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Use this procedure when creating or commissioning any reproduction of an object. The procedure helps you manage the results by linking information about reproductions and the original items they depict. New reproductions are likely to be digital, such photographs, scans (including 3D) and transfers of audiovisual tapes. You can also use this procedure for photographic prints, negatives and transparencies, as well as 3D casts and models.
There are many different reasons why you might need to reproduce objects. These include: making copies of physically vulnerable items for conservation reasons; taking photographs to record the condition of items or for identification purposes in case of damage or loss; to help researchers; or for a wide range of public-facing activities. The intended uses will influence the quality of reproduction that is appropriate. Often you will want several versions derived from the same original: eg, very large, high-resolution master images, and working copies edited for website use.
This procedure is also not intended for born-digital items such as original artworks or oral history interviews that were created in digitised form. These should be managed as you would any other (physical) item in your collections.
The Spectrum standard
You must have a policy on reproducing items in your care. This could either be a standalone document or part of a wider collections management policy. Either way, you should include answers to these questions:
- What reproductions should normally be made during other procedures?
- What standards should be followed for different kinds of intended use? (eg file type and resolution)
- What is your format for naming or numbering reproductions, including digital files and working versions of master copies?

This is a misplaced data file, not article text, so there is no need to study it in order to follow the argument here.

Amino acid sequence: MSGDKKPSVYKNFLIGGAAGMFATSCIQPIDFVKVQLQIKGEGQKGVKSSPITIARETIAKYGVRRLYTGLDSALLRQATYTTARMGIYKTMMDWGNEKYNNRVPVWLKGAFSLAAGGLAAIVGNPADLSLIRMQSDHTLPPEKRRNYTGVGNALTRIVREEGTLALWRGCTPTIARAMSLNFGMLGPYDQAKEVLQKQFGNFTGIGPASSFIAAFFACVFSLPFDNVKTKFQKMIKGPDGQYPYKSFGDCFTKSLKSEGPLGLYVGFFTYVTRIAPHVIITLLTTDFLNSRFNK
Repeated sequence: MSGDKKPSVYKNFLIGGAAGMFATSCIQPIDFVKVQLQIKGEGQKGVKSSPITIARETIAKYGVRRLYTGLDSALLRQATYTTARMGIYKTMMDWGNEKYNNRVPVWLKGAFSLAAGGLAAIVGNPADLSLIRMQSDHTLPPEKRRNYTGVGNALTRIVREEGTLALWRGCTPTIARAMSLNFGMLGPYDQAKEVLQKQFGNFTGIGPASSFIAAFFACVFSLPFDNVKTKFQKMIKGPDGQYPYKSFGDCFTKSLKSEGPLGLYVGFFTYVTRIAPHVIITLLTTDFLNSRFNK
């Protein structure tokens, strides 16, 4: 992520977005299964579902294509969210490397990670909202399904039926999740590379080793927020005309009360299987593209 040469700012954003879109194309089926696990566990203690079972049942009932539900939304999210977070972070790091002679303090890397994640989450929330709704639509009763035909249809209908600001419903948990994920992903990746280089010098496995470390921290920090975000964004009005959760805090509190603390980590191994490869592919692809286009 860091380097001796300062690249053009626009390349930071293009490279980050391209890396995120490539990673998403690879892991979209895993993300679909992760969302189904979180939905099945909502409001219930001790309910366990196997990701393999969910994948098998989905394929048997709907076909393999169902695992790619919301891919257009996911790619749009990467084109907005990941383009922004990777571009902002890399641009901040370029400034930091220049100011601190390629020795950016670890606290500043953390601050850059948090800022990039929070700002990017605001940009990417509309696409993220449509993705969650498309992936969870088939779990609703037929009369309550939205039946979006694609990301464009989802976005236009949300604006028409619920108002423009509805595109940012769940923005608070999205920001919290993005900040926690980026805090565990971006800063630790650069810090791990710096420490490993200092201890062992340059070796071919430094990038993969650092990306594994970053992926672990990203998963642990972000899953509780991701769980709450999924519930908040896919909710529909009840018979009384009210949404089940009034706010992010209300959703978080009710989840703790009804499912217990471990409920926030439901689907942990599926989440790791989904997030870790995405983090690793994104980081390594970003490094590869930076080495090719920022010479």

- Where do you store reproductions, including digital files?
- How do you make regular back-ups of digital reproductions?
- How will you ensure that everyone who might make reproductions of your objects is aware of, and complies with, your rights management policy?
You must also have a written procedure that explains the steps to follow when making reproductions of items. Spectrum’s suggested procedure is a useful starting point, and is available as a workflow diagram or as a text file you can edit. However you do it, your own procedure must meet the following minimum requirements:
|Minimum requirement||Why this is important||See (cross-references to be added in final version)|
|All new reproductions are made in line with your rights management policy.||You do not expose your museum to risk beyond the level accepted in your policy.|
|Every reproduction has a unique Reproduction number, including working versions of master copies.||You can uniquely identify each reproduction and link it to relevant information.
You do not accidentally overwrite a master copy with an edited version.
|Every reproduction has some kind of catalogue record that includes its Reproduction number and its storage location.||You can quickly find any reproduction when you need it.
You do not build up folders of undocumented images.
|Records of reproductions and original items are linked using their Reproduction number and Object number respectively.||You can easily see from an object record what reproductions exist.
You can easily get information (eg for a caption) about the objects that feature in a reproduction.
|Any intellectual property rights associated with reproductions (as opposed to the original items) are clearly referenced in reproduction records.||You are clear about terms agreed with freelance photographers.
You do not accidentally license an image to someone that is not your copyright.